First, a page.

Many entrepreneurs are super eager to be unconventional about everything.
Keen to disrupt, they’ve left the comfort of a 9 to 5 and a steady paycheck to build an empire. However, when you’re accountable for a team of people; being unconventional about HR matters is a huge risk.
After consulting with hundreds of startups, I’ve noticed some common themes.
So I’ve outlined five HR startup mistakes to avoid at all costs:
Mistake 1: Not investing in your employer branding
Ever wonder why some people are immediately drawn to work for companies like Google and Microsoft?
It’s because these companies have invested heavily into their employer branding. They have full-time employees who solely look after employer branding. They know that their employees are their biggest customers and advocates.
Your employer branding doesn’t start when you hire your first person — it starts from day one.
Treat every interaction you have with people inside and outside the business as a potential hire or at least a referral to someone amazing. Focus your efforts on making every experience incredible.
Mistake 2: Hiring the wrong people
I’m sure we’ve all worked with a bad hire in the past — the ones who have no idea what they’re doing or are just bad at their jobs.
As founders, we think this won’t happen, but I’m sorry to say, it may happen one day — even if you don’t realise it.
For instance, many founders hire friends and family. There are some benefits, such as lower wages until cash flow kicks in, but there are also downsides.
You have less leverage compared to other colleagues. Emotions are involved, and most of all, business never leaves home life.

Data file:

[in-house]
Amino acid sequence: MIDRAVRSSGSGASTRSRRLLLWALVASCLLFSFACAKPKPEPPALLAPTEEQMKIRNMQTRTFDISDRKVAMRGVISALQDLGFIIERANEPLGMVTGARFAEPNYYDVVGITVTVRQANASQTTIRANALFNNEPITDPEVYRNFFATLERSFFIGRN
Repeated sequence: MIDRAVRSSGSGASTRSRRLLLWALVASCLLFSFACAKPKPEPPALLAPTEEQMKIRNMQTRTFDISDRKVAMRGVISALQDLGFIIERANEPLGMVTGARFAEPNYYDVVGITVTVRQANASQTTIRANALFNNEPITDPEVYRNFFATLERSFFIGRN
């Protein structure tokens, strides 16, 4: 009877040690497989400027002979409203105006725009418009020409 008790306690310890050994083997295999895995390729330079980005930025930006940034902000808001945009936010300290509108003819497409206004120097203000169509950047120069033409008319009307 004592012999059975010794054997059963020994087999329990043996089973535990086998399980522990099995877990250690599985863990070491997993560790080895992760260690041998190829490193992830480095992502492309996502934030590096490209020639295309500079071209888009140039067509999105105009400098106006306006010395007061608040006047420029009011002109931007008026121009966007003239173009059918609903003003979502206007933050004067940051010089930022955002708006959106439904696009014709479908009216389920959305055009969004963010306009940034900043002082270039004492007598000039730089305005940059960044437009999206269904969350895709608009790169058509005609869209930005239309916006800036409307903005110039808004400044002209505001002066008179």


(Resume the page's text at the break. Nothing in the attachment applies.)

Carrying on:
I always advise my clients to think carefully if they hire a close friend, family member or spouse.
I’ll happily admit that I’ve hired a few people who didn’t work out. You learn from these experiences.
Lucky for me, I was proactive in managing the situation. When you’re new to hiring and managing staff, it can be stressful. The problem is only worse (and super awkward) if it’s someone close to you.
Another trap startups make is going into panic mode and recruiting in a rush, and without any workforce planning.
It is an extremely costly exercise to hire someone that does not fulfil the gaps required in the business – this takes us to the next mistake we regularly observe.
Mistake 3: Lack of role clarity
It’s typical in startup land for everyone to wear multiple hats.
For example, the Marketing Manager also looks after events, operations, social media, and customer service. However, as your team expands, so does the need for role clarity and diversification.
Lack of role clarity leads to stress, unproductive employees, poor prioritisation, and lack of alignment with strategy.
Questions to consider for role clarity are:
- What are the business goals and how will these be achieved?
- What are the current pain points or gaps in the business?
- What is the purpose of their role, and how is it aligned to your business goals and those gaps?